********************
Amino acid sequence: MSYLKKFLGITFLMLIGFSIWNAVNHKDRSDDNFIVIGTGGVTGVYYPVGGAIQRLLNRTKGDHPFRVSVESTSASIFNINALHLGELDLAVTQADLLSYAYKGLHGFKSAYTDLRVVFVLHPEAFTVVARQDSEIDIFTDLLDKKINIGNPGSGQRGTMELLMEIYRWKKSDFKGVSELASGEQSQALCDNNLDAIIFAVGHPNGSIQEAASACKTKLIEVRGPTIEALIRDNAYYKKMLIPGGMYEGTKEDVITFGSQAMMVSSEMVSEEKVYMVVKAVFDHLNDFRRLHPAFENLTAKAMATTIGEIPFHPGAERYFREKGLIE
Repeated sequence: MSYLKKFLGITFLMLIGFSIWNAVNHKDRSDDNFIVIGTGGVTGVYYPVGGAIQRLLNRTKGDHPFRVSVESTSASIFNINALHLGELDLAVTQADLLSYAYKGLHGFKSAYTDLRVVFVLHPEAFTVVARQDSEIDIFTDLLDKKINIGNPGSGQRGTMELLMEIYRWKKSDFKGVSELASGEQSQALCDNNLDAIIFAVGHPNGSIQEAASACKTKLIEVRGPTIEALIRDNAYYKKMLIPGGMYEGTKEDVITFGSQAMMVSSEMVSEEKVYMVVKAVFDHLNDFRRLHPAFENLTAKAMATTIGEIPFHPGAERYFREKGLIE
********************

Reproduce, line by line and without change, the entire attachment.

Amino acid sequence: MSYLKKFLGITFLMLIGFSIWNAVNHKDRSDDNFIVIGTGGVTGVYYPVGGAIQRLLNRTKGDHPFRVSVESTSASIFNINALHLGELDLAVTQADLLSYAYKGLHGFKSAYTDLRVVFVLHPEAFTVVARQDSEIDIFTDLLDKKINIGNPGSGQRGTMELLMEIYRWKKSDFKGVSELASGEQSQALCDNNLDAIIFAVGHPNGSIQEAASACKTKLIEVRGPTIEALIRDNAYYKKMLIPGGMYEGTKEDVITFGSQAMMVSSEMVSEEKVYMVVKAVFDHLNDFRRLHPAFENLTAKAMATTIGEIPFHPGAERYFREKGLIE
Repeated sequence: MSYLKKFLGITFLMLIGFSIWNAVNHKDRSDDNFIVIGTGGVTGVYYPVGGAIQRLLNRTKGDHPFRVSVESTSASIFNINALHLGELDLAVTQADLLSYAYKGLHGFKSAYTDLRVVFVLHPEAFTVVARQDSEIDIFTDLLDKKINIGNPGSGQRGTMELLMEIYRWKKSDFKGVSELASGEQSQALCDNNLDAIIFAVGHPNGSIQEAASACKTKLIEVRGPTIEALIRDNAYYKKMLIPGGMYEGTKEDVITFGSQAMMVSSEMVSEEKVYMVVKAVFDHLNDFRRLHPAFENLTAKAMATTIGEIPFHPGAERYFREKGLIE